There was a time when Bryan felt that his father and mother were his only friends.
Sherry paid all expenses for her son. She provided the apartment at 1628 South Westgate Avenue, a nice address, only four miles from the beaches of Santa Monica.
The manager at the Westgate apartments later spoke with investigators. She told them she’d witnessed a loud fight between Sherry and Bryan. The manager heard Bryan yell at his mom, “It’s all your fault I’m this way!”
Sherry sold her business
Sherry sold her finance-and-accounting business, PSS West, to a company named WASSCO, which sold industrial supplies; they did especially well with sales to governments — local, state, federal, even foreign governments. Under the terms of the sale, Sherry would receive $8300 per month for three years, a total payout of more than $300,000. An accountant hired to help Sherry prepare her taxes said that, in the event of her death, the beneficiary of any remaining amount due would go to her son, Bryan.
After the sale of her business, Sherry moved from Los Angeles to San Diego County. She continued to work, now for WASSCO; her position was comptroller and vice president in charge of finance. WASSCO had a branch in Poway, and Sherry went to work every day at 12778 Bookprinter Place, commuting from a nice, new home on the coast, 20 miles away.
The million-dollar house was in Solana Beach, a two-story on high ground overlooking her neighbors and with sweeping views of the ocean and coastline. Later, investigators found that the home was listed as belonging to “Bryan C. Chang.” It’s unclear whether Bryan was aware of this before his mother’s death.
Investigators also found a savings account in Bryan Chang’s name, at United Commercial Bank, into which Sherry had deposited $130,000.
Bryan needs a new car
Bryan had a credit card and a cell phone provided by his mother. Sherry also bought him a shiny black Lexus to drive around Los Angeles; she had a matching black Lexus at her home in Solana Beach.
Even with everything she’d given him, Bryan tested the generosity of his mother.
The summer of 2008, Sherry sent an email to her son: “Do you still have the phone or you threw it away? I left you so many messages and never got responses. What do you mean to have a new phone? Please clarify for me and let me know. Mom”
Bryan replied within minutes: “I don’t have the phone anymore, so I will need a new one. Thanks, and sorry for the inconvenience.”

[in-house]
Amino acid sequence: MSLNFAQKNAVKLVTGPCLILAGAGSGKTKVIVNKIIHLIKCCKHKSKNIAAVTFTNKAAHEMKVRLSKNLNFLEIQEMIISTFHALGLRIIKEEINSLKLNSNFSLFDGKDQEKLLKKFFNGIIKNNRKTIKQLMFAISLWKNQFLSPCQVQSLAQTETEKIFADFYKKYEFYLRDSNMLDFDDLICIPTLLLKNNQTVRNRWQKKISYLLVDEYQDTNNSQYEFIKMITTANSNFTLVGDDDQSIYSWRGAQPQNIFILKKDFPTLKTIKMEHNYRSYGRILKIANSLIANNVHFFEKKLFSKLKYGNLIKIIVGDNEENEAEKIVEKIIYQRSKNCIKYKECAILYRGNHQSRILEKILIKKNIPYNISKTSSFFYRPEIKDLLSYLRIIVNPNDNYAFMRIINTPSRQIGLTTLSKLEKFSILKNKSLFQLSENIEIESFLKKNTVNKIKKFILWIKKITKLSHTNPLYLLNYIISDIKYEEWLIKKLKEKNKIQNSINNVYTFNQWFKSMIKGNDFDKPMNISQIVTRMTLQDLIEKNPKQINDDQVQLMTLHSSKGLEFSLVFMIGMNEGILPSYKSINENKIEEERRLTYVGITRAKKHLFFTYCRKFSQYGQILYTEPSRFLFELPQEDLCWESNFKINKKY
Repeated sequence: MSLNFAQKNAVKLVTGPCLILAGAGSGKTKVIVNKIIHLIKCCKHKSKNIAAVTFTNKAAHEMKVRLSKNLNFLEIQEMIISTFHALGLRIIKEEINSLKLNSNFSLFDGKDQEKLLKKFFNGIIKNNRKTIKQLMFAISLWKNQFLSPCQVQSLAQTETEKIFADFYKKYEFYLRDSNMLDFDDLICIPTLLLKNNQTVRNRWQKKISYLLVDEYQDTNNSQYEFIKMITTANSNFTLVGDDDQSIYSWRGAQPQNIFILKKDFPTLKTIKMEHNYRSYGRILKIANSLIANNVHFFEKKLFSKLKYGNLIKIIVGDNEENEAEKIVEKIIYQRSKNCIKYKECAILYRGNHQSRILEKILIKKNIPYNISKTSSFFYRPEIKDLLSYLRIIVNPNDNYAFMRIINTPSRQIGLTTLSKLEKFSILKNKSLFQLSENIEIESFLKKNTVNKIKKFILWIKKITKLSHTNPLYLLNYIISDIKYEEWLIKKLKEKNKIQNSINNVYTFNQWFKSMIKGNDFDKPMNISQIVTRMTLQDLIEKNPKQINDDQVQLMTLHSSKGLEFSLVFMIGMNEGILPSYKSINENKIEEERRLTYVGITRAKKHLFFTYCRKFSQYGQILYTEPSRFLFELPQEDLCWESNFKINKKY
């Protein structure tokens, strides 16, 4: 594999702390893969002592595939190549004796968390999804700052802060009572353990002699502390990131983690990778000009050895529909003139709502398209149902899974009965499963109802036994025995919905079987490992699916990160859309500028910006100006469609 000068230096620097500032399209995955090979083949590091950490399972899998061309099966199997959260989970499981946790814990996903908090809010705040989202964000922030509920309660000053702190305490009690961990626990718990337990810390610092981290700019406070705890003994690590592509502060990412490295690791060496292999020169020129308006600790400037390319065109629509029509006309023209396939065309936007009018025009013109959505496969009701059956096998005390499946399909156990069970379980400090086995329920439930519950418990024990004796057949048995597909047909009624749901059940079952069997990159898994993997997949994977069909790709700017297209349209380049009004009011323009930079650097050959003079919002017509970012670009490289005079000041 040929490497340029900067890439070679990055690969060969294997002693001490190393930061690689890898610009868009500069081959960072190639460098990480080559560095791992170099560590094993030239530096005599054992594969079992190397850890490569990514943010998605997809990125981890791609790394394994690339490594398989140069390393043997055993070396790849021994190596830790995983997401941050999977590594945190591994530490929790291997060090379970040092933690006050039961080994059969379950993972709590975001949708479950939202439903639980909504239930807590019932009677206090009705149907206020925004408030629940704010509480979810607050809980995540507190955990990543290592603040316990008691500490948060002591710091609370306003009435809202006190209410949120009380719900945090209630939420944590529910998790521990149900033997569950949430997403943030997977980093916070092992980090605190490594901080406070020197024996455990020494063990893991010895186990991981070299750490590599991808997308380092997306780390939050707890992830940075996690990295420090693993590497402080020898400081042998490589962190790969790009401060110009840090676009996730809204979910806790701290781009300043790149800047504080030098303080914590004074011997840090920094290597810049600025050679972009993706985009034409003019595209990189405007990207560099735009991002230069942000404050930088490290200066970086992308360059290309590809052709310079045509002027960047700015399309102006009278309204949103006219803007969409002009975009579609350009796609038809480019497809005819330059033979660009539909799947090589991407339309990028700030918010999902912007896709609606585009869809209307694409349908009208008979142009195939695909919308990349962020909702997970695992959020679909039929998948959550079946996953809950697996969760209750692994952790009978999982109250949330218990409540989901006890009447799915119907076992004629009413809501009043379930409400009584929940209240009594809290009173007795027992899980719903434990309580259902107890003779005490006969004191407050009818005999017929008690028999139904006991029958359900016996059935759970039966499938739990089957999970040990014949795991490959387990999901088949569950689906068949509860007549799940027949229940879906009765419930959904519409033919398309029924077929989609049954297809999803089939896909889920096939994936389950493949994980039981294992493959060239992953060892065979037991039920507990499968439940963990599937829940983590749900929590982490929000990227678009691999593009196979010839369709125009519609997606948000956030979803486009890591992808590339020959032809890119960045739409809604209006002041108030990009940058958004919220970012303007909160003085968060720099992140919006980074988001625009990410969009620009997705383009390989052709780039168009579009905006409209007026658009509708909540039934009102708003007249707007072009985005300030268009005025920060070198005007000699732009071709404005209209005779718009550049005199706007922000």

Sherry sent an unsigned email the next day: “Hi Bryan, You dumped the car in an open parking lot. It cost me a lot of money, grief and energy to tow the car back home…then you expect me to drive the car up to your place and find a way back home at your convenience. You threw a perfect cell phone away and expect me to go through the trouble to buy you another one and deliver to you…. You can be whoever you want to be and do whatever you want to do. Please do not abuse me anymore. My heart has broken to pieces and my life has ruined. I got nothing left.”
Bryan was undiscouraged, again replying in minutes: “Hi Mom, You can drive your car up, and we can drive back down to San Diego together…. All I need is a car and a phone again. I have said before that I literally lost my mind about a month ago…. It tells you just how far gone I was that I abandoned the car and phone. It’s no joke, Mom — I was insane, in severe distress and pain (both physical and mental) and I am still recovering. I’m sorry for all the inconvenience and money it costs you, but please try to understand that I was not in a normal state of mind when it all occurred. At some points, I felt like I was fighting for my life.…Please help me get back on my feet again, after this last month of hell (which was the absolute worst of my life). Thank you. Love, Bryan”
His mother wrote back: “You need to help yourself by not doing drugs and dealing with devils/evils. Words are cheap. [NB: Sherry bold-faced those three words.] Go get a job and live a simply and solid life so you will never need to have a light on to sleep.”
Bryan did not get a job. But significant changes were coming.
No more love from Bryan
In December 2009, Bryan emailed his mother to share his newest artistic goal: “Hi Mom…. Right now, I am planning to apply to the Los Angeles Recording School.…I hope we can work together as a team like we did in the old days.…Thanks for your help. Sincerely, Bryan”
The sign-off from Bryan expressing “love” was gone. Soon his “sincerity” would disappear, too.
Sherry wrote her son the next day: “I am hoping sometime next year you will be able to be independent….”
As it turned out, Bryan did become independent in the new year, but not by getting a job.
Three weeks after receiving Sherry’s note, Bryan emailed to ask for “access to your Lexus as my temporary vehicle.” That was in early January 2010.
But mom had become wary. Only a few hours earlier she’d sent him a message: “I can’t be responsible for driving my car to commit whatever the crime.”
Bryan wrote: “I really need a car right now, because I’m busy promoting materials for my upcoming ‘Hate Me When I’m Young’ World Tour…right now I need a car as my highest priority….”
Sherry’s response: “Did you dump this car somewhere like last time you dumped in San Diego airport? I know you can’t sell because I am the registered owner…. I thought you said the car got stolen and you filed a police report. I need to know the absolute truth. Help me Bryan. Let me have a peace in my life and knowing you are all right and I am too. Also your account in Regents was overdrawn last night. In recent two days, you withdraw $2200 in cash. I can’t make money that fast. I will just let your check bounce next time if you have excessive withdrawal…. You need to find a way to partially support yourself or at least control your spending.”